Consumers globally face a product shortage it stemmed from problems in international trade after the progressive economic recovery.
Complications in supply chains, which could last several months, are not the only causes as some markets are also being affected by the energy crisis and strong inflationary pressures.
One of the countries that are being most affected by the electricity crisis is China, which in turn would lead to a problem for your foreign clients and businesses.
Currently more than half of the country’s electricity comes from coal, the price of which has increased worldwide, but due to Chinese price controls these costs are not passed on to consumers. This makes Business reduce their production and some factories stop producing.
The researcher at the Oxford Institute for Energy Studies, Michal Meidan, told BBC Mundo that the shortage in China is affecting almost all products, from paper, food, textiles and toys, even chips for iPhones.
India is another country that is suffering from its production of cars and computer chips due to high global coal prices.
But for this, with the rise in electricity prices there is also an increase in the inflation, raising the prices of basic products such as food and oil.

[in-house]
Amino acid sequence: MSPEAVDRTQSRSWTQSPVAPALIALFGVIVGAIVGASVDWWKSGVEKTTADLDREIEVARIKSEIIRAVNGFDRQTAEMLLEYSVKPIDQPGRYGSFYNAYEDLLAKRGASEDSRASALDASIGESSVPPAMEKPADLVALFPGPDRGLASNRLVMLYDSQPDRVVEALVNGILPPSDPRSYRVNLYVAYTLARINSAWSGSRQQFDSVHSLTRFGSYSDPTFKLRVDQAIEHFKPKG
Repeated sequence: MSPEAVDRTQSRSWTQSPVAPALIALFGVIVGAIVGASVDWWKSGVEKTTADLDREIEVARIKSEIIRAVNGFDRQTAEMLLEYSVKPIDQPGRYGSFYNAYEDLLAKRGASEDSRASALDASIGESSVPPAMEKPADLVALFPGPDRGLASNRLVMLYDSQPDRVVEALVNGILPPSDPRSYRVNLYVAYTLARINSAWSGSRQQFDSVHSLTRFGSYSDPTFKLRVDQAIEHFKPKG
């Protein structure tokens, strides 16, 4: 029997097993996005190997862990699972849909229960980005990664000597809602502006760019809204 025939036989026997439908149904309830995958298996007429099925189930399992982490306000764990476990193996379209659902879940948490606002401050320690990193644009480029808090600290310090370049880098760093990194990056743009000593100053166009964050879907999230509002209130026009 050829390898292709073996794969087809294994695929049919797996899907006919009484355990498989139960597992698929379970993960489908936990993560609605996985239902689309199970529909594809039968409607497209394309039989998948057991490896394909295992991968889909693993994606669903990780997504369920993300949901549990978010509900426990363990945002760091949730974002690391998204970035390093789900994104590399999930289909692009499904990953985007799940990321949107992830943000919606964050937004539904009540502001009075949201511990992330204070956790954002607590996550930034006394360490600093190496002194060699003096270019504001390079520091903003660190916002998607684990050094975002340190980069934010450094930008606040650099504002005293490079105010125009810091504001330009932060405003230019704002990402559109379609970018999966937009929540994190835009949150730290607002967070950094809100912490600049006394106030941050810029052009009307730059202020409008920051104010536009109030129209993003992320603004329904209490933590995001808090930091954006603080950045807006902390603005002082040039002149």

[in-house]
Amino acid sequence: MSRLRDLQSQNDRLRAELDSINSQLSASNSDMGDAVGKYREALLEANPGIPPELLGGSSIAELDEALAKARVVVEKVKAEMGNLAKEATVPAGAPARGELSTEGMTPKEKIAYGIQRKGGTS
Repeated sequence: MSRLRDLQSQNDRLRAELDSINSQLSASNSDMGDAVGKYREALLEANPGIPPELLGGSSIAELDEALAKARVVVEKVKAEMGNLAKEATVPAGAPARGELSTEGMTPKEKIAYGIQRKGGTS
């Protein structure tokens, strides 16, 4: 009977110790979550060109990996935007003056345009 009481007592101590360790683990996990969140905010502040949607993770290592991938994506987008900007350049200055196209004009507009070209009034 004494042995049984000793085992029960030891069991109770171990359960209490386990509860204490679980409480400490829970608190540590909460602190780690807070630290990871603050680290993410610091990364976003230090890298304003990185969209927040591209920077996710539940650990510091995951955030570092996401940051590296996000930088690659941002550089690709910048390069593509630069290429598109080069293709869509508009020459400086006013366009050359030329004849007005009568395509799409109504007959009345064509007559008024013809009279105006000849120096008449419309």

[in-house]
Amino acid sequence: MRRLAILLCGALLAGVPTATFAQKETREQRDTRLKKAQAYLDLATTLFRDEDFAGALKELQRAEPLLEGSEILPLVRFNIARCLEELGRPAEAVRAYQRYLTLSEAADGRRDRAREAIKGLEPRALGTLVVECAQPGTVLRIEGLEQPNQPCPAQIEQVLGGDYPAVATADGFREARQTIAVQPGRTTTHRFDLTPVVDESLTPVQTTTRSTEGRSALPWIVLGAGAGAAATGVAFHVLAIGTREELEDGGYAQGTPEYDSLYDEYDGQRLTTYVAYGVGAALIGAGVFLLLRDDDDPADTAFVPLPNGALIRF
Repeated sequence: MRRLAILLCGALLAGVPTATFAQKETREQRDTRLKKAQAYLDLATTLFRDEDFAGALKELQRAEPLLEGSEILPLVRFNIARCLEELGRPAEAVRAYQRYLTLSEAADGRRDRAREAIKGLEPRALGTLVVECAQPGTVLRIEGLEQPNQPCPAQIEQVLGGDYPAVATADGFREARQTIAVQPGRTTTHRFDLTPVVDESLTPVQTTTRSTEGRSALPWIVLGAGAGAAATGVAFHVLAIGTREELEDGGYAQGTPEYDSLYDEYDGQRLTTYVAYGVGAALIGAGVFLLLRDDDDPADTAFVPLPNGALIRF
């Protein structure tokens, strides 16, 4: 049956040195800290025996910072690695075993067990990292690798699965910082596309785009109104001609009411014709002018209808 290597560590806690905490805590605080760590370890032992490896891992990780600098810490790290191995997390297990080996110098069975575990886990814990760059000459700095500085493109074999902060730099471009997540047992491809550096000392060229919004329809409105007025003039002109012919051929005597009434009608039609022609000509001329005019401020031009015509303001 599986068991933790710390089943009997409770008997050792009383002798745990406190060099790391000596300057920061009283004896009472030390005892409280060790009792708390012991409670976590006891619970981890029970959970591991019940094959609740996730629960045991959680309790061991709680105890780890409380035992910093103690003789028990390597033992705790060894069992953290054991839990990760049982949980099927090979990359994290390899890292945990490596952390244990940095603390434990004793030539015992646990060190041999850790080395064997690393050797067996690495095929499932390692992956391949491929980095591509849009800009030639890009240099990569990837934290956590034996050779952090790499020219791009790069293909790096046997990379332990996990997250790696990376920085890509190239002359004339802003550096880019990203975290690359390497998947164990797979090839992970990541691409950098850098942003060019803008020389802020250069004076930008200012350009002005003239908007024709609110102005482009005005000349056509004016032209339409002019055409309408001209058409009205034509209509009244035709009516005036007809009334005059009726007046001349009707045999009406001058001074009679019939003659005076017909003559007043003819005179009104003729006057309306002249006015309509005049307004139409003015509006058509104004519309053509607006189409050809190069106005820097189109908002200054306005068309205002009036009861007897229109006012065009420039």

On the other hand, in USA face a bottleneck in US ports complicating the unloading of containers.
Experts warn that this will cause toy inventories to suffer, as will staples such as toilet paper, bottled water, clothing and pet food.
Meanwhile, other countries such as India are seeing their production of cars and computer chips
How is the situation in Latin America?
A BBC Mundo report indicates that the situation is different in each Latin American country, but several report a delay in the delivery of products and a price increase.
Prices are also more expensive due to the 500% increase in the average value of the freight of a container from China, a country from which Latin America imports a lot of its products, to countries in the region.
The biggest problems would be appearing in Electronic products such as computers, tablets or cell phones, appliances and cars.
“There is a delay in the arrival of some electronic products, household appliances, cars and many others,” Javier Díaz, executive president of the National Association of Foreign Trade of Colombia (Analdex), told the BBC.
Despite this global trend, experts from Mexico point out that they are one of the countries that do not report problems in meeting the demand.
According to Sergio Quiñonez, national vice president of the National Association of Importers and Exporters of the Mexican Republic (ANIERM), “there has been no shortage of products.”
But, Mexican importers would be affected by the price of ocean freight for containers coming from Asia to Mexico, since this has gone from US $ 2,500 per container to US $ 15,000.